Yesterday, the DOT decided to issue a final ruling that will effectively require airlines to have a passenger bill of rights. This includes a 3 hour limit on the amount of time you spend on the ground on a domestic flight. While I’m sure that Kate Hanni and friends are thrilled, I am not.
You can read the full 81 page ruling (PDF) if you’d like, but there is one particular piece I want to focus on today. It’s the requirement that US-based airlines create contingency plans for mid- to large-sized airport operations.
The rule says that every US-based airline that operates planes with more than 30 seats (if those airlines also have smaller planes, those count too) has to create contingency plans that effectively restrict the airlines to the eventual detriment of the passengers. This plan must have the following in it:
- Domestic flights cannot remain on the ramp for more than 3 hours unless there is a safety or security reason or if it “significantly disrupt airport operations.”
- International flights have the same restriction but the time limit is “a set number of hours as determined by the carrier.”
- After two hours, the airline must provide food and potable water.
- Lavatories must work and medical attention must be provide if needed.
What happens if they don’t do this? It will be considered an “unfair and deceptive practice” and that means, according to 49 U.S.C. 41712 that “the Secretary shall order the air carrier, foreign air carrier, or ticket agent to stop the practice or method.” In practice, I’m not entirely clear what this means. Some news outlets are reporting the fine will be $27,500 PER PASSENGER, but to me it seems like it’s $27,500 PER FLIGHT. Obviously there’s a big difference there.
Long tarmac delays suck, right? So why am I against this plan? Let me explain.
Much of this came out of the severe delays that airlines experienced a couple years ago. Kate Hanni was on a thunderstorm-diverted American flight in Texas and the JetBlue Valentine’s Day problems were legendary. Since that time, the airlines have made changes, though it’s going to be nearly impossible to be perfect in this regard when you’re actually thinking about the customer.
This past weekend, we saw a massive storm hit the east coast, and how did the airlines do? Well Delta and JetBlue both informed me that they had no domestic airplanes stuck on the tarmac for more than 3 hours the entire time. (American never responded.) There was one JetBlue flight from St Maarten that actually sat on the ground at JFK for 3 hours and 49 minutes, but that is international so this rule probably wouldn’t have hit it. More importantly, why did that happen?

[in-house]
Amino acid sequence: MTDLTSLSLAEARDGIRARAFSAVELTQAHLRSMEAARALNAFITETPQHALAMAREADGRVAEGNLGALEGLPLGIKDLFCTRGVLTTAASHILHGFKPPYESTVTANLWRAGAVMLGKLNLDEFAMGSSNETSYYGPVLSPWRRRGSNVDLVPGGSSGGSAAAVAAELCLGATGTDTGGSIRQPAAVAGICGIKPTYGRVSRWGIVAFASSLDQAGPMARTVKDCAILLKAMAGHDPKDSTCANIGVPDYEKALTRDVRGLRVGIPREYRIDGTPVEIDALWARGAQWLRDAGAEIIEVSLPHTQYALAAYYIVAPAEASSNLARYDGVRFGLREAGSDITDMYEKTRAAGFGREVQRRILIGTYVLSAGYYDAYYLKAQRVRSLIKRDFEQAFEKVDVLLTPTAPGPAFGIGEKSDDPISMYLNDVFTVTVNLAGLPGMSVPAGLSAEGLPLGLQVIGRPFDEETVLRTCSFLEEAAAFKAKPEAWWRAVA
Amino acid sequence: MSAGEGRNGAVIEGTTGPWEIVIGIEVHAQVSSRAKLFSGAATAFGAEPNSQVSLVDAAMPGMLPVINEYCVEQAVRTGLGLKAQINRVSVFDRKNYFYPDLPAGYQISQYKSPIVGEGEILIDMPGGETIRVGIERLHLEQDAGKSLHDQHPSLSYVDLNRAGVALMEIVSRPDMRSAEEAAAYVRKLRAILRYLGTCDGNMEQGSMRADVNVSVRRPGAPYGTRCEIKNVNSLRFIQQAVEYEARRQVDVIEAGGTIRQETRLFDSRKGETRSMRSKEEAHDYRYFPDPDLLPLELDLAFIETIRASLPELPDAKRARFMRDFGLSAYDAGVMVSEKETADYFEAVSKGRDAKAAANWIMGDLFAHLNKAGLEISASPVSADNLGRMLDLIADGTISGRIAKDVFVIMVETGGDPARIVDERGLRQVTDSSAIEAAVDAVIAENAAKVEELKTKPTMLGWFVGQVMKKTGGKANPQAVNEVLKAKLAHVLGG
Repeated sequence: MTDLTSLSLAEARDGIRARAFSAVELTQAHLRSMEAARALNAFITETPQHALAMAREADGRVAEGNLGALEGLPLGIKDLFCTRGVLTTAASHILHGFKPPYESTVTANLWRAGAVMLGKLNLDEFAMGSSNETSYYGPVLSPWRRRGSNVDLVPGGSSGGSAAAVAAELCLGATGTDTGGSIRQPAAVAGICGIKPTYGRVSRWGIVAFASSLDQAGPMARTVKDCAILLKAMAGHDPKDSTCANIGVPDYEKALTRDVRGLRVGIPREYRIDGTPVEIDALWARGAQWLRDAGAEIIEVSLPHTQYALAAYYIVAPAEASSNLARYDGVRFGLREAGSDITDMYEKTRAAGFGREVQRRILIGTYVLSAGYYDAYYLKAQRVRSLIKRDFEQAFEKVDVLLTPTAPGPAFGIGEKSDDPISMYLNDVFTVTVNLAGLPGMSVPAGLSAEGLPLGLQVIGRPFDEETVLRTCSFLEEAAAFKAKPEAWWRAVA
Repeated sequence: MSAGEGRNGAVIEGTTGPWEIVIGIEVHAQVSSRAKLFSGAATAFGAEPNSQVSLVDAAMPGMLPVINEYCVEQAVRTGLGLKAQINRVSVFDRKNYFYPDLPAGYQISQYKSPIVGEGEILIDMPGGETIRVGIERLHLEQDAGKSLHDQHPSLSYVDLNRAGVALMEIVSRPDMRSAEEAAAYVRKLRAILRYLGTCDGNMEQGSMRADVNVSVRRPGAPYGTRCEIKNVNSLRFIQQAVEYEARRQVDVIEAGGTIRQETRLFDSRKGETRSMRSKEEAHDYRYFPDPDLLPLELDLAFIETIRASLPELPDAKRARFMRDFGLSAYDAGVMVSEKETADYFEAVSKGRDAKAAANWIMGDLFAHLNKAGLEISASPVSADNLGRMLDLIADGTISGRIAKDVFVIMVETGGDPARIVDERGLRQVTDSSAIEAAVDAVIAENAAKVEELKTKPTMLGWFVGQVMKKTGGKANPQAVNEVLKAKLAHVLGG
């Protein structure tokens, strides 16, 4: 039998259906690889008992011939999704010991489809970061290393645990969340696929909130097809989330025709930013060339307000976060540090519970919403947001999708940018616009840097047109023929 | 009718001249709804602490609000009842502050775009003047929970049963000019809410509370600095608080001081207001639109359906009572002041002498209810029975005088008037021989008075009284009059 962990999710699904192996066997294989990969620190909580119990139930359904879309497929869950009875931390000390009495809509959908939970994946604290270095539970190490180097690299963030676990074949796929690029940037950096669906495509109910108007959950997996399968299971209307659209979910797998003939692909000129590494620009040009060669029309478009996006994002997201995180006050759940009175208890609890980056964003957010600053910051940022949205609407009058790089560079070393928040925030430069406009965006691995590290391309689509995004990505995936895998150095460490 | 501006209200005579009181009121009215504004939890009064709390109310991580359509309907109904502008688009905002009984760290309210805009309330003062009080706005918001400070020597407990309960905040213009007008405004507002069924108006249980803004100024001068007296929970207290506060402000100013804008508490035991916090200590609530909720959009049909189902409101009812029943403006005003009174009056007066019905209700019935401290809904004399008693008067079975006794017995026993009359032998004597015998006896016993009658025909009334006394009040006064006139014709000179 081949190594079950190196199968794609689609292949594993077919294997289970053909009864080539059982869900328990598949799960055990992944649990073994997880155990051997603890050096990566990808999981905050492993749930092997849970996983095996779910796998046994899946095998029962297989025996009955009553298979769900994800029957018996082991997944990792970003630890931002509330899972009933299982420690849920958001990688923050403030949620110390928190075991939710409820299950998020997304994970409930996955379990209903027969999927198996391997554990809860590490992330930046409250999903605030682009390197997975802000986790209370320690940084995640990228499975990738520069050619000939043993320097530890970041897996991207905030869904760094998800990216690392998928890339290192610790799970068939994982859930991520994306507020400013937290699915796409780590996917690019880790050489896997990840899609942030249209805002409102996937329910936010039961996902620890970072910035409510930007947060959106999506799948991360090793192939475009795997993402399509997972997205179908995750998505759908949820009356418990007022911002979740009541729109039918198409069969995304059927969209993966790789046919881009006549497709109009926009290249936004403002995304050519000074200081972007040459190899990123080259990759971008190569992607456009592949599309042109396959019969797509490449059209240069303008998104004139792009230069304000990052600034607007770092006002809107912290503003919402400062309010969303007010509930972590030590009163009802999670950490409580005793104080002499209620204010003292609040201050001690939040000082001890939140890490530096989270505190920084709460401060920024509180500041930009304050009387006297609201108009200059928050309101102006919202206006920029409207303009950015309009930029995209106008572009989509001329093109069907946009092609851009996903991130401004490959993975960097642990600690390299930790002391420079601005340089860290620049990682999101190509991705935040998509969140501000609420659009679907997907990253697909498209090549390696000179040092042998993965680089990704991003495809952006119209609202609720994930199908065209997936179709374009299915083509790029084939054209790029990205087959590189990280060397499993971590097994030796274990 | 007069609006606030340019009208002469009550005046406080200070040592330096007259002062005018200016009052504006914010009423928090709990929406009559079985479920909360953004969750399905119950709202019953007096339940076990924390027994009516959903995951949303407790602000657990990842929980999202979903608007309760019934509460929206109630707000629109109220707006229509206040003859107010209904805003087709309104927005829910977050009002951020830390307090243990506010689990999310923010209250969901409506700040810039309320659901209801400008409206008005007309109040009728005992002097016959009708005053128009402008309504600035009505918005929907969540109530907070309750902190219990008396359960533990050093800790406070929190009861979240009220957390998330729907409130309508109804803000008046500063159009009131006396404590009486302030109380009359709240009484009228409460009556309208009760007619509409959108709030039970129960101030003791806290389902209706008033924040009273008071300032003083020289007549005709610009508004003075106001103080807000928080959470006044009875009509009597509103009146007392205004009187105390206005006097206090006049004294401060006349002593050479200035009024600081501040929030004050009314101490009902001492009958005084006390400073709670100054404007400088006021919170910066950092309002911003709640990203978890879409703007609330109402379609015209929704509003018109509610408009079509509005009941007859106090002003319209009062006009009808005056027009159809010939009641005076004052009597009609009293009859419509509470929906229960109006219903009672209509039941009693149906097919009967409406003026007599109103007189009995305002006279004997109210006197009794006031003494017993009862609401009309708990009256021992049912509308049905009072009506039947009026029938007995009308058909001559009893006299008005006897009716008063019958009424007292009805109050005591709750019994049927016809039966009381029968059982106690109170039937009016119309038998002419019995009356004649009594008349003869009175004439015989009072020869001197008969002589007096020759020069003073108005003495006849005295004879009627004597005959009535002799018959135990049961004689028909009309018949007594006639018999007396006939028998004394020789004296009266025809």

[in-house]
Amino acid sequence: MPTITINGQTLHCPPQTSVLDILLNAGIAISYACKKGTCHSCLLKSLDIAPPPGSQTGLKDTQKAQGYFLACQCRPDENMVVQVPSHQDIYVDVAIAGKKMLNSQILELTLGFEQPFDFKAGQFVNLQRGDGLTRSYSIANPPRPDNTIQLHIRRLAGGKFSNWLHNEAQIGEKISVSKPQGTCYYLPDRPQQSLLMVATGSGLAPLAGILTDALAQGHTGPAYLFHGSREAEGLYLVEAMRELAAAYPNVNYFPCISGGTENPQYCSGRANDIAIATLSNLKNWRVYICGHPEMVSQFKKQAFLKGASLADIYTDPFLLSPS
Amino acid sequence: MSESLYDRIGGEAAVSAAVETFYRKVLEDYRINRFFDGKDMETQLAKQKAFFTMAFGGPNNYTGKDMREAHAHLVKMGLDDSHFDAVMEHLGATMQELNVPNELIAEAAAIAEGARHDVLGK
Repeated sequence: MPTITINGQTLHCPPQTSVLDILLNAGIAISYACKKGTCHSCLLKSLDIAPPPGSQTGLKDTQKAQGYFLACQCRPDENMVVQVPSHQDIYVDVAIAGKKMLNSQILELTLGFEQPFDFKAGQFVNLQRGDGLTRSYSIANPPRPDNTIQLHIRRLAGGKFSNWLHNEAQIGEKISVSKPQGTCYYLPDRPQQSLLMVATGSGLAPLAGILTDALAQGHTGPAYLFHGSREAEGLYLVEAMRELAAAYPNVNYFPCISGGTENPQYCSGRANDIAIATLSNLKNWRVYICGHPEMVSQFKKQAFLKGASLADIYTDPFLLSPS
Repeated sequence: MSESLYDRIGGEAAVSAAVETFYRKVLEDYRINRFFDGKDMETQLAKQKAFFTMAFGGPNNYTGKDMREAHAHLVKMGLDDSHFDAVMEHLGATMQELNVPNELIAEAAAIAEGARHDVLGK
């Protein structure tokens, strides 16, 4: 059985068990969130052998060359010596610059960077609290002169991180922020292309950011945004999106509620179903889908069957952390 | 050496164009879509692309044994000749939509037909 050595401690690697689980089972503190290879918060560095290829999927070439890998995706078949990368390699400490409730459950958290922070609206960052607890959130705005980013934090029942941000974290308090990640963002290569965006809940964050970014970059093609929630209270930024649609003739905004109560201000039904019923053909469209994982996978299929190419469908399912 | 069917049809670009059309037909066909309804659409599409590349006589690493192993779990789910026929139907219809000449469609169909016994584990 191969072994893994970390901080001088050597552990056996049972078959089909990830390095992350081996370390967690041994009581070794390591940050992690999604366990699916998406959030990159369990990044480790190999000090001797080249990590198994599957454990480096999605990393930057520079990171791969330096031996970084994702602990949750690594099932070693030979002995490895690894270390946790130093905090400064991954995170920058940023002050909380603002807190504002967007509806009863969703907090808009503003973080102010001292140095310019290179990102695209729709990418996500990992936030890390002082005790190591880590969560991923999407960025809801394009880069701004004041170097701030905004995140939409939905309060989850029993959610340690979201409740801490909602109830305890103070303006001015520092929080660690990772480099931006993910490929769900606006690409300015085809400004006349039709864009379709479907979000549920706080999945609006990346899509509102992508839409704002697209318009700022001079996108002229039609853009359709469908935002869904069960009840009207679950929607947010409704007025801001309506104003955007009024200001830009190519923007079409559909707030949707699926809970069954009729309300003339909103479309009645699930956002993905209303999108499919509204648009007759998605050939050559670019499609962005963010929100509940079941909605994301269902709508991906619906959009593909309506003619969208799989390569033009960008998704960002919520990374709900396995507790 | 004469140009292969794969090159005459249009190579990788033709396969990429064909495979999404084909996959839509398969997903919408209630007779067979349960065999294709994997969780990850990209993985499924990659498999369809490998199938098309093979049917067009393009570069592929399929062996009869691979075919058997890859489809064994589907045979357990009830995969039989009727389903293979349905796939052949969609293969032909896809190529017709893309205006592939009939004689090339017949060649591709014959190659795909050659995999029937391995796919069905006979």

It’s all because of gate issues. JetBlue and other airlines started pre-canceling a lot of flights, as I noted on BNET yesterday. Obviously the more flights you pre-cancel, the better chance the remaining flights will operate, but it means that there are a lot of airplanes around and shuffling them to make gates available during a blizzard is a tricky thing. You never want to see a plane sitting around for more than 3 hours, but if it’s only one (and JetBlue compensated the passengers), then that’s not too bad for the storm of the decade.
But all this pre-canceling comes at a price. That means there are a lot more people who aren’t getting home for Christmas because so many flights were canceled.
There’s no question that airlines would have had to cancel a lot of flights, but were they more conservative because of public backlash on delays? That’s my guess. Would you rather sit on an airplane for 4 hours or just have your flight canceled? I imagine that some would be happy to sit around for 4 hours if it meant they’d get out of town. Now they find themselves stuck.
But that’s not the only potential problem. Here’s another one. Let’s say that there’s a bad thunderstorm that snarls traffic for the day and your airplane has been inching along the taxiway for about 2 hours and 45 minutes. If that plane won’t be airborne by 3 hours, they have to turn around. It doesn’t matter if they were #1 for departure. Under this rule, the airline will be obligated to turn around and head back to the gate. Now we have a ton of problems – they have to let the passenger off, get the bag out and then get right back in the line at the very end. There is no place-holding allowed. Oh, and there’s a good chance the crew will have had too many hours at that point so they’ll need to find someone else to fly the plane. Now you’ll have a lot of unhappy customers.
“But look at what happened with Continental Express in Minnesota,” you might say. We need to prevent that, right? As I’ve argued before, this won’t do a thing to fix that problem. They tried to get people off the plane, but there were a lot of dumb moves that prevented that from happening. You think that a government law is going to magically change that? It’s not.
Oh, and that two hour rule for providing food and drink? Give me a friggin’ break. Airplanes are allowed to fly all day long without having food, so why do you need to provide food for a 2 hour delay? Water? Yeah, I get that. But food is a whole different beast, and it’s not necessary. Bring your own onboard.
There are a lot of other things in this ruling here as well, but most of those are worthless. Airlines have to disclose on time performance when you book. Ok. That info is readily available to anyone who wants it now. They also have to create a Customer Service Plan with 12 specific points. They already did – about 10 years ago with the Customers First plan. Yawn. I guess this just makes the things they already do into law.
So congratulations, DOT. You’ve created a rule that will do very little good. At least you’ll get some good press for it.
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